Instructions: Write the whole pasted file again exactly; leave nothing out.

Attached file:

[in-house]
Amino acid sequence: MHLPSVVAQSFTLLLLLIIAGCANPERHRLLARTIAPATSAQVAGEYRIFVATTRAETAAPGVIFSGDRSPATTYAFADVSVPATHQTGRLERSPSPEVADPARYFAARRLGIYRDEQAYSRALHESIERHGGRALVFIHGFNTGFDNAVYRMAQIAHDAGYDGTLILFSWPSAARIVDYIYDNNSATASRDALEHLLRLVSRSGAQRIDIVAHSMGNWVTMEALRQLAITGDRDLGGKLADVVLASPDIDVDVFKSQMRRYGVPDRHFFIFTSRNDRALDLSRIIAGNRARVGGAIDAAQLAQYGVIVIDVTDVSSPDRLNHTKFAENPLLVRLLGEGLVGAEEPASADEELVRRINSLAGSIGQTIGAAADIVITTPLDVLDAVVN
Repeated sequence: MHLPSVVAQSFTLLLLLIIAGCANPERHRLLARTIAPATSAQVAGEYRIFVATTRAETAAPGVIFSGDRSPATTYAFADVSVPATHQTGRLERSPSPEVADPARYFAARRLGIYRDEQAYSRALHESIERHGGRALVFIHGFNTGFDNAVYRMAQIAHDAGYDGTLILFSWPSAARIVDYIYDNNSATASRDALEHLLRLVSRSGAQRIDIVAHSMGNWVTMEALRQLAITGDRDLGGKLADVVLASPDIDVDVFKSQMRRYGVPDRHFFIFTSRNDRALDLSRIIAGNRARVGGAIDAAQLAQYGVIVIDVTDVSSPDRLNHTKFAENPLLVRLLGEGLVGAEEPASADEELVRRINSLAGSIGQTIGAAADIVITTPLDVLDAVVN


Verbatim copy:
[in-house]
Amino acid sequence: MHLPSVVAQSFTLLLLLIIAGCANPERHRLLARTIAPATSAQVAGEYRIFVATTRAETAAPGVIFSGDRSPATTYAFADVSVPATHQTGRLERSPSPEVADPARYFAARRLGIYRDEQAYSRALHESIERHGGRALVFIHGFNTGFDNAVYRMAQIAHDAGYDGTLILFSWPSAARIVDYIYDNNSATASRDALEHLLRLVSRSGAQRIDIVAHSMGNWVTMEALRQLAITGDRDLGGKLADVVLASPDIDVDVFKSQMRRYGVPDRHFFIFTSRNDRALDLSRIIAGNRARVGGAIDAAQLAQYGVIVIDVTDVSSPDRLNHTKFAENPLLVRLLGEGLVGAEEPASADEELVRRINSLAGSIGQTIGAAADIVITTPLDVLDAVVN
Repeated sequence: MHLPSVVAQSFTLLLLLIIAGCANPERHRLLARTIAPATSAQVAGEYRIFVATTRAETAAPGVIFSGDRSPATTYAFADVSVPATHQTGRLERSPSPEVADPARYFAARRLGIYRDEQAYSRALHESIERHGGRALVFIHGFNTGFDNAVYRMAQIAHDAGYDGTLILFSWPSAARIVDYIYDNNSATASRDALEHLLRLVSRSGAQRIDIVAHSMGNWVTMEALRQLAITGDRDLGGKLADVVLASPDIDVDVFKSQMRRYGVPDRHFFIFTSRNDRALDLSRIIAGNRARVGGAIDAAQLAQYGVIVIDVTDVSSPDRLNHTKFAENPLLVRLLGEGLVGAEEPASADEELVRRINSLAGSIGQTIGAAADIVITTPLDVLDAVVN